UToledo Researcher Examines Health Anxiety, Problematic Smartphone Use in Pandemic

February 12, 2021 | COVID-19, News, UToday, Arts and Letters
By Tyrel Linkhorn

Waking up with a tickle in your throat or a mild ache in your chest is not a major concern for most otherwise healthy people. But for individuals prone to serious health anxiety, any unexpected sensation can be interpreted as a sure sign of something serious — even deadly.

Dr. Jon Elhai, a professor of psychology at The University of Toledo, has spent the last year studying health anxiety and the COVID-19 pandemic, looking at predictors of who is most likely to experience anxiety about COVID-19 and how the condition intersects with other anxieties and behaviors, such as fear of missing out and problematic smartphone use.

In a study of health anxiety and the pandemic, Dr. Jon Elhai, a UToledo professor of psychology, found those conditions may intersect with other anxieties and behaviors, such as fear of missing out and problematic smartphone use.

“There are higher levels of anxiety and depression symptoms related to fearing COVID-19, but also as a result of the adverse changes to our routines related to social distancing and lockdown,” Elhai said. “As a result of social distancing and staying at home, we are also using digital technology more in the past year. It’s keeping us from losing social contact entirely and helps us get our work and school done, but can also be a breeding ground for some people to use technology excessively in a way that’s more harmful than helpful.”

Elhai said that some people engage in “problematic” internet use — in that excessive levels of use interfere with their daily functioning, such as social, work or academic performance.

In January, Elhai and an international team of collaborators published a study in the journal Anxiety, Stress and Coping aimed at understanding what drives individuals’ anxieties during the pandemic.

Researchers collected a range of demographic, behavioral and psychological data from more than 900 survey participants in China in the months immediately following the emergence of the virus. Using machine learning, the team analyzed more than a dozen unique factors to determine what best predicts heightened anxiety of COVID-19.

Surprisingly, there was little correlation between COVID-19 anxiety and factors such as advanced age — a known risk factor for more serious illness from COVID-19 — and news exposure about the virus or even an individual’s own perceived threat of death from the virus.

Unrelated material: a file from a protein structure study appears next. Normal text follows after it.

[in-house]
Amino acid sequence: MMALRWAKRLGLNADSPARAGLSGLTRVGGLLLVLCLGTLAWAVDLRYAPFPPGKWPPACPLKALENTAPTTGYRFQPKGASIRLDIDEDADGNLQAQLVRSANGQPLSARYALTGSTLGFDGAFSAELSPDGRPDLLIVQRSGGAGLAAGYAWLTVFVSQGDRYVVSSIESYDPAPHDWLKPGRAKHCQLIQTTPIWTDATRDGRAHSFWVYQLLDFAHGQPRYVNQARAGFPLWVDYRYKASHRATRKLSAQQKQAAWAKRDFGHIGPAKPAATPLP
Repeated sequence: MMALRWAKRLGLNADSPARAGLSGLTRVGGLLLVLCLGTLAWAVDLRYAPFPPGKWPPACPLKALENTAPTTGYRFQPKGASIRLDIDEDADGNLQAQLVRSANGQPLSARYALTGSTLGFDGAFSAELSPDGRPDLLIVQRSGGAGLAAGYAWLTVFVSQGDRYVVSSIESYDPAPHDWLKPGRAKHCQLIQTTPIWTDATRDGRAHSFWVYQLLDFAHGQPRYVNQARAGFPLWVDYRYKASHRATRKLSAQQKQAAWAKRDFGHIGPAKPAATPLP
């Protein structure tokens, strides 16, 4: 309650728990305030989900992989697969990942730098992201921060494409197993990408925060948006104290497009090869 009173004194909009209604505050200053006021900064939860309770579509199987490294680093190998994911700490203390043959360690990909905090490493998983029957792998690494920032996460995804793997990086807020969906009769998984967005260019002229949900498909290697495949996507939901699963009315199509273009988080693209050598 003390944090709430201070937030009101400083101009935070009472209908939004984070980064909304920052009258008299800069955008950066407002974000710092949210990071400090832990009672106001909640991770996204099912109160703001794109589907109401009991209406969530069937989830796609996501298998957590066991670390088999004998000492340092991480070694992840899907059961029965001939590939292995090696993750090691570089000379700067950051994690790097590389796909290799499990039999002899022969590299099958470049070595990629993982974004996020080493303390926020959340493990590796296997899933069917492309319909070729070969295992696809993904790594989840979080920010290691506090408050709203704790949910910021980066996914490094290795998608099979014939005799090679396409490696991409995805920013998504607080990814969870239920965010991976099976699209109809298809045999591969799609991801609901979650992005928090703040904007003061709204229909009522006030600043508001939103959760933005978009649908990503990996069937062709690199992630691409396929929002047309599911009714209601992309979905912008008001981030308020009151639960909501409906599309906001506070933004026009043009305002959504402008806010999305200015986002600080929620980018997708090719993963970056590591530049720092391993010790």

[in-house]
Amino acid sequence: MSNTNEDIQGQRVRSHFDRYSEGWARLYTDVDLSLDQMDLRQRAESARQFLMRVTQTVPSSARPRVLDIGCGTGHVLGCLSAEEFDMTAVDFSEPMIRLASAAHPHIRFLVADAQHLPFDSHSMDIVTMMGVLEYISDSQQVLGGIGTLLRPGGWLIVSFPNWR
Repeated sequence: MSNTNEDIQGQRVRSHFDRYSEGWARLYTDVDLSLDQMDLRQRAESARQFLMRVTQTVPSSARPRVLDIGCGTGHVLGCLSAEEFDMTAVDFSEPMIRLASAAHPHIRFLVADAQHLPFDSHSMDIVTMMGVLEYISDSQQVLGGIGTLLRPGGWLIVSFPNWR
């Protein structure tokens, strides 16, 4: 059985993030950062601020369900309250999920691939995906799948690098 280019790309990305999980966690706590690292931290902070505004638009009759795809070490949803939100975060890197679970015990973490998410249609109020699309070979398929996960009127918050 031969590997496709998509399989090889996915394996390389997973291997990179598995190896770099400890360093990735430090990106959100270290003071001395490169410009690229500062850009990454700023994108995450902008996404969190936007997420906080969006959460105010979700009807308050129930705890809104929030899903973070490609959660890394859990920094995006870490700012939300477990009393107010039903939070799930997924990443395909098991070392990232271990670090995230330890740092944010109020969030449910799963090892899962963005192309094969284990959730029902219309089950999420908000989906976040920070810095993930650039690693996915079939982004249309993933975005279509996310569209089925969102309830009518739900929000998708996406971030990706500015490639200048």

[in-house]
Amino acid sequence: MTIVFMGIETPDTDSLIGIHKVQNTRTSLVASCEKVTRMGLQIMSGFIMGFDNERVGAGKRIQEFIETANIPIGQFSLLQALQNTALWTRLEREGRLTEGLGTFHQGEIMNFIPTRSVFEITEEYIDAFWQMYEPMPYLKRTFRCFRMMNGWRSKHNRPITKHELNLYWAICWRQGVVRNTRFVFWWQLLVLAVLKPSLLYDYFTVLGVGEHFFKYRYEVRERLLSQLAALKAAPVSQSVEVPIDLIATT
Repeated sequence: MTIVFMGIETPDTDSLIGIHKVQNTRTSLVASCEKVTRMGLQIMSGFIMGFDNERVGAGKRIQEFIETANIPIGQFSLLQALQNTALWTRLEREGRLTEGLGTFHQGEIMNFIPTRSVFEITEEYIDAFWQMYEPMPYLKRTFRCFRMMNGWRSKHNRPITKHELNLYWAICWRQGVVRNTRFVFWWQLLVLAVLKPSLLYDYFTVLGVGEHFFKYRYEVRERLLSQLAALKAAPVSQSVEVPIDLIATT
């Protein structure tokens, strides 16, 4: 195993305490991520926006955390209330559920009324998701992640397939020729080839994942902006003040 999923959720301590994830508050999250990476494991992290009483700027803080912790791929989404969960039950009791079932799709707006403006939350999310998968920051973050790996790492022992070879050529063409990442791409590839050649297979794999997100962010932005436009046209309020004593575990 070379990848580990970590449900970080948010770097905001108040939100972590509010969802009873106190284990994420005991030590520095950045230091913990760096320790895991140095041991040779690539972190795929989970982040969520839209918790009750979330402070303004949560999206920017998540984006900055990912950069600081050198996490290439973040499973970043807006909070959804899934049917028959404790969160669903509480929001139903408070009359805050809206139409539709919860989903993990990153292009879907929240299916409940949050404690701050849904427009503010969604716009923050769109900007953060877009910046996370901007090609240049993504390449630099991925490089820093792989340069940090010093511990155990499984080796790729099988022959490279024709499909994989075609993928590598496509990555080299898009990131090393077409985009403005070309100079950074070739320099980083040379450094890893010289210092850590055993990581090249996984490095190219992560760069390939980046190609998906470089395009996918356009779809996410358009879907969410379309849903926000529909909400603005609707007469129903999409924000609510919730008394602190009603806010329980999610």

Instead, the analysis found stress, in general, was the strongest predictor of COVID-related anxiety. And health anxiety was the strongest predictor of fearing death from COVID-19.

“It’s not just a fear that you may die from COVID-19; it’s also about everyday stresses and the inconveniences that impact on your daily life,” Elhai said. “For example, having to set an appointment to buy groceries, not being able to eat in a restaurant, see friends or go to a bar for a drink. These are all things that make people anxious this year.”

In addition to heightened health anxiety, the social isolation and stress the pandemic has brought to our overall routine is driving excessive technology use.

Elhai also was part of a team that published a study in February in the journal Human Behavior and Emerging Technologies characterizing the relationship between health anxiety, problematic smartphone and gaming use, and fear of missing out. This research showed that health anxiety and a fear of negative consequences from COVID-19 are associated with increased severity of problematic smartphone and gaming use, particularly in those who experience fear of missing out alongside health anxiety.

As health anxiety increases, individuals are less likely to seek out in-person socialization for fear of contracting COVID-19. Because of that, there appears to be a strong connection between worries about COVID-19, fear of missing out and problematic internet usage.

“In normal times before the pandemic, if you were someone who often feared missing out on social experiences, you could satisfy that fear by going out and meeting with your friends,” Elhai said. “During the pandemic it’s harder to satisfy that fear of missing out because of the need to limit social contact. The risk is that, rather than using technology in an adaptive way, some are excessively engaging in internet use as an unhealthy coping mechanism.”

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